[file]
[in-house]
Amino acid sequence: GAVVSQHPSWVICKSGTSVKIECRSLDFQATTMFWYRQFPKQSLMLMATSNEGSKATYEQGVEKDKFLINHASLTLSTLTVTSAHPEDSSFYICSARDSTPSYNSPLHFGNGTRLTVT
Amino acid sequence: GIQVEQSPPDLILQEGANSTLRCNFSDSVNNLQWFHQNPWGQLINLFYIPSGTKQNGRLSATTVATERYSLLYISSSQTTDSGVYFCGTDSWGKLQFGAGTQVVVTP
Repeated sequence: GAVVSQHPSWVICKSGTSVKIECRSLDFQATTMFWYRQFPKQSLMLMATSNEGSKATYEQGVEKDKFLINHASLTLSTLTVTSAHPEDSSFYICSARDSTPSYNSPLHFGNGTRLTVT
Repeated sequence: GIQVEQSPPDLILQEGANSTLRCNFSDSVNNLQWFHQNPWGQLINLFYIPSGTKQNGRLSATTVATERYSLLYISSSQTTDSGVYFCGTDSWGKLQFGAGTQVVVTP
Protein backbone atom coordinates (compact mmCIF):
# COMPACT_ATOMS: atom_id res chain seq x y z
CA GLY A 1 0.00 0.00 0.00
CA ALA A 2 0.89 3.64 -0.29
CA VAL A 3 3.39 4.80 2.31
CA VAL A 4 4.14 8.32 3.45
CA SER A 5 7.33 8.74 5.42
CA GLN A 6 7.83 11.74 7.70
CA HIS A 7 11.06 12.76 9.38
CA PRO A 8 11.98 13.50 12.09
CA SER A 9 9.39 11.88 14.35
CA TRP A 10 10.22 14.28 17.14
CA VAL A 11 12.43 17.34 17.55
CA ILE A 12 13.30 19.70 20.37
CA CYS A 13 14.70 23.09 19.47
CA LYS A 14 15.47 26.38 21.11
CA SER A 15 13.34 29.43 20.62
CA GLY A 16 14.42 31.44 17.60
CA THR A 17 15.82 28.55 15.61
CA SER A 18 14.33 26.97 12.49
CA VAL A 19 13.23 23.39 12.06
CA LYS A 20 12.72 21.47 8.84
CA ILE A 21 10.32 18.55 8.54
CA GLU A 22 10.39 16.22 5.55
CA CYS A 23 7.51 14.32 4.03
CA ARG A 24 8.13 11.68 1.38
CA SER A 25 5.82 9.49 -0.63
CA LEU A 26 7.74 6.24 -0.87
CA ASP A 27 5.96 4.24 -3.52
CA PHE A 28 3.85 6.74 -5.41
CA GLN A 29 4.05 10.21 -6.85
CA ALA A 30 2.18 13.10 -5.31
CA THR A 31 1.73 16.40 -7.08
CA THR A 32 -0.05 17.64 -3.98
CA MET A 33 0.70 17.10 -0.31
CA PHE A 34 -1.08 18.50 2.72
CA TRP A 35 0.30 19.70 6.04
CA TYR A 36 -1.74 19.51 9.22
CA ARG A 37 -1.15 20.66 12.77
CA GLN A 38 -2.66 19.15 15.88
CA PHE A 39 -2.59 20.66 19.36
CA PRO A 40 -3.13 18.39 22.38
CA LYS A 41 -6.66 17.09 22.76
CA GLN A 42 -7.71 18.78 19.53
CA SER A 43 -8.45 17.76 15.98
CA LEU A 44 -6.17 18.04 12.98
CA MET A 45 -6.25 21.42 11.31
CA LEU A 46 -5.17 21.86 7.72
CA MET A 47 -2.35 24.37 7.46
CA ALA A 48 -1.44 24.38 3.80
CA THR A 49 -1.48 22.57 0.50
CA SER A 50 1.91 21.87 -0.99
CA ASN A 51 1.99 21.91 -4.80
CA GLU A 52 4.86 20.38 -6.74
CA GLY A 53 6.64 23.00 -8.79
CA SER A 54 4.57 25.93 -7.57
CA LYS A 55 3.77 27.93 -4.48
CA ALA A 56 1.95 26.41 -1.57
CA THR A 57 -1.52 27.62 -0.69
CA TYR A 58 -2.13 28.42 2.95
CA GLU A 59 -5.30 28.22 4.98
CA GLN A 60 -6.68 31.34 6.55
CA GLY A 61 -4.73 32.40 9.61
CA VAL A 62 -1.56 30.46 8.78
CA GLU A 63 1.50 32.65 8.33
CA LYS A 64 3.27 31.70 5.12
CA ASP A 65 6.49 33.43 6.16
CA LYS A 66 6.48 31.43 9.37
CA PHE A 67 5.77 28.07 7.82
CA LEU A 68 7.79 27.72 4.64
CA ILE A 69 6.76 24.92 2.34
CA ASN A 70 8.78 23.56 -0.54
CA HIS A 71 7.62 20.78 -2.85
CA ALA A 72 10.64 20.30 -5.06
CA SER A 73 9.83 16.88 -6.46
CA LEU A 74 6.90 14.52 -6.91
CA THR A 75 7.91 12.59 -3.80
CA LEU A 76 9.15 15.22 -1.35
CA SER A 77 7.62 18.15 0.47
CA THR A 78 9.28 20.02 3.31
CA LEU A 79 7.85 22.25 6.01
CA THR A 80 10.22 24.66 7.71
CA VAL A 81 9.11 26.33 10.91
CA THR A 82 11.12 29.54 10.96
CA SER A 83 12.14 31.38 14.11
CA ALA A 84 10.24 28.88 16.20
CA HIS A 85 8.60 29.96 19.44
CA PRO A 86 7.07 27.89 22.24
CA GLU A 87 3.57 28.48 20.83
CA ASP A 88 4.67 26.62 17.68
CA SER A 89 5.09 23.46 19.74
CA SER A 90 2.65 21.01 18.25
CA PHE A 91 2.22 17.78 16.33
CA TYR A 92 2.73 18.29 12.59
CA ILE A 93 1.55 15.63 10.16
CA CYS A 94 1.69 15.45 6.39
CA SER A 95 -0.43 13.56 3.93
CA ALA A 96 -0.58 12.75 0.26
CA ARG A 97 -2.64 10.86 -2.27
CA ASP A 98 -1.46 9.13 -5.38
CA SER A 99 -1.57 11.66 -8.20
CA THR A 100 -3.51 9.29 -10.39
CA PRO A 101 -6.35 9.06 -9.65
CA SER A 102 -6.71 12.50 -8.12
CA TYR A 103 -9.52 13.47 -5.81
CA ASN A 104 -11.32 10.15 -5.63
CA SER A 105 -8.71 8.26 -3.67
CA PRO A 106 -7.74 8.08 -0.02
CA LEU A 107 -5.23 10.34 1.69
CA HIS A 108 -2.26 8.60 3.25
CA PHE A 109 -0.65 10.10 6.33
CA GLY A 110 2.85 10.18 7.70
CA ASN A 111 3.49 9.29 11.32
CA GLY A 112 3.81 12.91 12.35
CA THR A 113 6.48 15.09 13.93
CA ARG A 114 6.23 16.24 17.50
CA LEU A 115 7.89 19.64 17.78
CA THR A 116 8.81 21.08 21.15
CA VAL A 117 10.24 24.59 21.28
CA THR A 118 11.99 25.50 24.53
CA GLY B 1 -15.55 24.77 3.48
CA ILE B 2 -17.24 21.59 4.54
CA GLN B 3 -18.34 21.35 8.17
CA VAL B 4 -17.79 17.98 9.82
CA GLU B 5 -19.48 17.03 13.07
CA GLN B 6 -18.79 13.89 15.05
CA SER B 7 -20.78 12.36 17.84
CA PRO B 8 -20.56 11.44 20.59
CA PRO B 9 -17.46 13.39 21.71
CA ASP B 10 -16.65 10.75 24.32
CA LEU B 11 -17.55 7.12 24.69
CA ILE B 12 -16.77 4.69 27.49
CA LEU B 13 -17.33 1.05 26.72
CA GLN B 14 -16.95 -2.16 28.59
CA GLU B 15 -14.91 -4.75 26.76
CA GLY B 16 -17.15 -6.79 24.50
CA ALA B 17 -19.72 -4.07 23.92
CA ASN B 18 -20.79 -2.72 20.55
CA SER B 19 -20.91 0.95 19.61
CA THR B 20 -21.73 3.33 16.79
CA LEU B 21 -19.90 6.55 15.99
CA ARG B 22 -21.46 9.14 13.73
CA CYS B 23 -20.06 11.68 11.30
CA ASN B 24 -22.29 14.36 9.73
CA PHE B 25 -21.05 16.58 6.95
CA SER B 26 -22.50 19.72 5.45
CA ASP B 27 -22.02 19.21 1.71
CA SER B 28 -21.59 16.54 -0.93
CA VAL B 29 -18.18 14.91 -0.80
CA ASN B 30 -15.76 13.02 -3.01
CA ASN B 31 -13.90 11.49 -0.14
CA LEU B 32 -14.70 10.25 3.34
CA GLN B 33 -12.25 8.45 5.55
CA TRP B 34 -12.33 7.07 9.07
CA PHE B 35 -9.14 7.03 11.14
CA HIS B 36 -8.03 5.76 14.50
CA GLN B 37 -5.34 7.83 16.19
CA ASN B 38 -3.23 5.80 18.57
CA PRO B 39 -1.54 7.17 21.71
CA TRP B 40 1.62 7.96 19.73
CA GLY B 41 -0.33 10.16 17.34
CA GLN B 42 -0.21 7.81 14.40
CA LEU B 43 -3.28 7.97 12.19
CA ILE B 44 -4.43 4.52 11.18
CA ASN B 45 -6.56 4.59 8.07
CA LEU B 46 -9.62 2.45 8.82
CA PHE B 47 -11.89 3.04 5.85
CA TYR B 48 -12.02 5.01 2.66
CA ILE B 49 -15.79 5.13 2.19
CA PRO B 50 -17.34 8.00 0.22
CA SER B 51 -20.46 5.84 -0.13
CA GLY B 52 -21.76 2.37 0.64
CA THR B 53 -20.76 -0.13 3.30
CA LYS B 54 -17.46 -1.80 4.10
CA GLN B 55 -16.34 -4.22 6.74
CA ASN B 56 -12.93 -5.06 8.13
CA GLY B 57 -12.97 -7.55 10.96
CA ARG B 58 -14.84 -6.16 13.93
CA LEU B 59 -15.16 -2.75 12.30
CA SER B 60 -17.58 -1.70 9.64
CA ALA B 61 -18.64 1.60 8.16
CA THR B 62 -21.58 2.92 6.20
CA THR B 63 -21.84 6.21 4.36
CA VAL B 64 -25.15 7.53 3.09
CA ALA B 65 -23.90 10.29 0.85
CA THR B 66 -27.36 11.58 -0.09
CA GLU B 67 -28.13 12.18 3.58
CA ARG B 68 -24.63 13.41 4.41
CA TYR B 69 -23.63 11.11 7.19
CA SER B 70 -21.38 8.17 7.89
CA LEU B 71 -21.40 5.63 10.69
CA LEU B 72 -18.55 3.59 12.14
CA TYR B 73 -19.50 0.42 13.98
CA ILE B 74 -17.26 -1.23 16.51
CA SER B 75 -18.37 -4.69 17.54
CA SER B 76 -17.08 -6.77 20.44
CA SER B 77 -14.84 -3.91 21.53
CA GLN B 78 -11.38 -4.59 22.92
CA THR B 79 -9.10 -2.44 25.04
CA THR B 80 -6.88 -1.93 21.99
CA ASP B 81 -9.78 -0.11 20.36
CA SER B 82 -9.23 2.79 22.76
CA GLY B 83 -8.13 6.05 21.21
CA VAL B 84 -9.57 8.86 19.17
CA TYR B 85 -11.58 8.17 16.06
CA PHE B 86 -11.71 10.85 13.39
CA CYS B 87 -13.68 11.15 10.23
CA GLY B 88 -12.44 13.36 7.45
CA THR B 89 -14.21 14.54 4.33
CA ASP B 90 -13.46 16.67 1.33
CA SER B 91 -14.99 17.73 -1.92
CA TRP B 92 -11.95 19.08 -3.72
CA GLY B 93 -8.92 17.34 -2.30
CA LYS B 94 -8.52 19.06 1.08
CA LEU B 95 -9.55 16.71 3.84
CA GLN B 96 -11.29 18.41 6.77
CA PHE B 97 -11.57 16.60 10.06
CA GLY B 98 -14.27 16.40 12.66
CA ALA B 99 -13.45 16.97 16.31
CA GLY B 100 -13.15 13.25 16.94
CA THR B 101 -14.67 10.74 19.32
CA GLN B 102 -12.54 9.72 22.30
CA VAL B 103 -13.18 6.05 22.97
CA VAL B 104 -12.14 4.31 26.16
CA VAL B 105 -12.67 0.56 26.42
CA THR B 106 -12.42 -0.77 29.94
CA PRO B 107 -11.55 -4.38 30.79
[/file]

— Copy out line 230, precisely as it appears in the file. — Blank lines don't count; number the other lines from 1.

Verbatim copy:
CA VAL B 105 -12.67 0.56 26.42